Six Nations Solidarity
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Kevin McGran - Staff Reporter
Jun. 11, 2006. 07:25 AM
[SISIS note: The following mainstream news article is provided for reference only, as an example of how mainstream media treats indigenous resistance to genocide. Mainstream media often presents biased and distorted information, lacking pertinent facts and/or context. Inclusion of this article on our site should not be considered an endorsement by SISIS.]
CALEDONIA—Ontario Provincial Police investigators are seeking seven First Nations suspects after a day and night of confrontation and pushing and shoving kept emotions at the boil at the contested site of a housing development here.
OPP Deputy Commissioner Maurice Pilon said the incidents, which included attacks on an elderly couple who paused while driving by the site, and against camera operators working for a Hamilton TV station, are being investigated, and stressed charges will be laid.
Pilon's comments, at a hastily called news conference yesterday, countered complaints by residents that OPP officers stood idly by as native activists made their attacks.
"One of my greatest fears all along has been that people would get hurt," Pilon said. "Unfortunately, that has occurred," he added, referring to yesterday's attacks, "and I don't think that is acceptable."
CHTV cameraman Nick Garbutt required two staples for a gash to the head following one attack, and Simcoe resident Gunter Golke was rushed to hospital following a heart attack as he and his wife were surrounded in their car by native protestors.
Garbutt complained nearby OPP officers did nothing as native protestors batted away a colleague, tore away Garbutt's camera and confiscated his film. But, Pilon said, suspects have been identified and are being sought to face charges including attempted murder, robbery, forcible confinement, intimidation, theft of a motor vehicle and causing bodily harm.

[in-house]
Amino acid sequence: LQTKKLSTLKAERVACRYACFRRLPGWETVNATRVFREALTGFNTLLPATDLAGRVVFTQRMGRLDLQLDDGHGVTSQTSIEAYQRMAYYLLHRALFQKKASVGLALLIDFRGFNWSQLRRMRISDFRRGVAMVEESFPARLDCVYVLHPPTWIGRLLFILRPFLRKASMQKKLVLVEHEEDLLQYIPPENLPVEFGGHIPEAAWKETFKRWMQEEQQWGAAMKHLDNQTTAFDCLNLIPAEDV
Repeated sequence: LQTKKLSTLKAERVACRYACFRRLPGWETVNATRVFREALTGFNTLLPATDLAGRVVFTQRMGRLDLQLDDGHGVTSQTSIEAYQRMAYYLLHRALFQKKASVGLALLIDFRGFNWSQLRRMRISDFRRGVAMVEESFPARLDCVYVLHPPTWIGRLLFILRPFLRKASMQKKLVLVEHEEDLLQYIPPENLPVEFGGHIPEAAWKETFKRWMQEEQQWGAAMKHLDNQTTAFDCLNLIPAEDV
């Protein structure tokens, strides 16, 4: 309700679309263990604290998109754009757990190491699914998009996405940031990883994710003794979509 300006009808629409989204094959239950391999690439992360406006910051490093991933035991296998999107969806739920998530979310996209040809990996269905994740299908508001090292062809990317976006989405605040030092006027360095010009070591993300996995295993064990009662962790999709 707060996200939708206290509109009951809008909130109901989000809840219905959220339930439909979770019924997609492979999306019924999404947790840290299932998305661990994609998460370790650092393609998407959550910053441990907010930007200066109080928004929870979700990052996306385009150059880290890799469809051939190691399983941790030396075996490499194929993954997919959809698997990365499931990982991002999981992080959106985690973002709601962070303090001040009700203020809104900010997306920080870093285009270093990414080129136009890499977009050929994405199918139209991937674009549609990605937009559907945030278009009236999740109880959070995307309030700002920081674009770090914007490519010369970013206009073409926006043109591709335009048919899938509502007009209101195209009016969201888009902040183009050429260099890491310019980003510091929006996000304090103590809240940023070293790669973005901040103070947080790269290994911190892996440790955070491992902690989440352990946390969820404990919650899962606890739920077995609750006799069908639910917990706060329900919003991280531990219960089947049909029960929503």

The deputy commissioner said names of the suspects — all First Nations people but not necessarily all from the nearby Six Nations reserve — will be released after the arrests are made.
"An allegation has been made and will be fully investigated," Pilon said. "Our members are focused on public safety. That means for everyone, whether you're First Nation, whether you're from Caledonia, or whether you're a police officer.
"We want everyone to be safe."
The incidents Friday sparked a demonstration that night by more than 300 Caledonia residents, who stared down OPP officers in riot gear, taunting them for doing nothing as the attacks occurred.
First Nations representatives say the incidents point to an urgent need to settle the dispute, which enters its 104th day today. Residents of the Six Nations reserve say they never sold the land designated for the housing development, and claim it was wrongly taken from them more than 200 years ago. Now they want it back.
"It's one of the reasons we need the federal government to come to the table to get this matter resolved," said Darrell Doxtdator, political adviser to the Six Nations Council. "It's a matter of political will. So far we haven't seen the commitment of the federal government to ... help resolve this situation."
Talks to resolve the standoff are continuing with the provincial government. On Friday, federal Human Resources Minister Diane Finley (Haldimand-Norfolk) said in a letter to constituents she wants Queen's Park to authorize the OPP to "clear the protest site so that our community can return to normalcy."
Friday's incidents angered local residents, especially after witnessing what they claim was police inaction. "We are losing respect for the people who are supposed to be protecting us," said Katrina Forrest.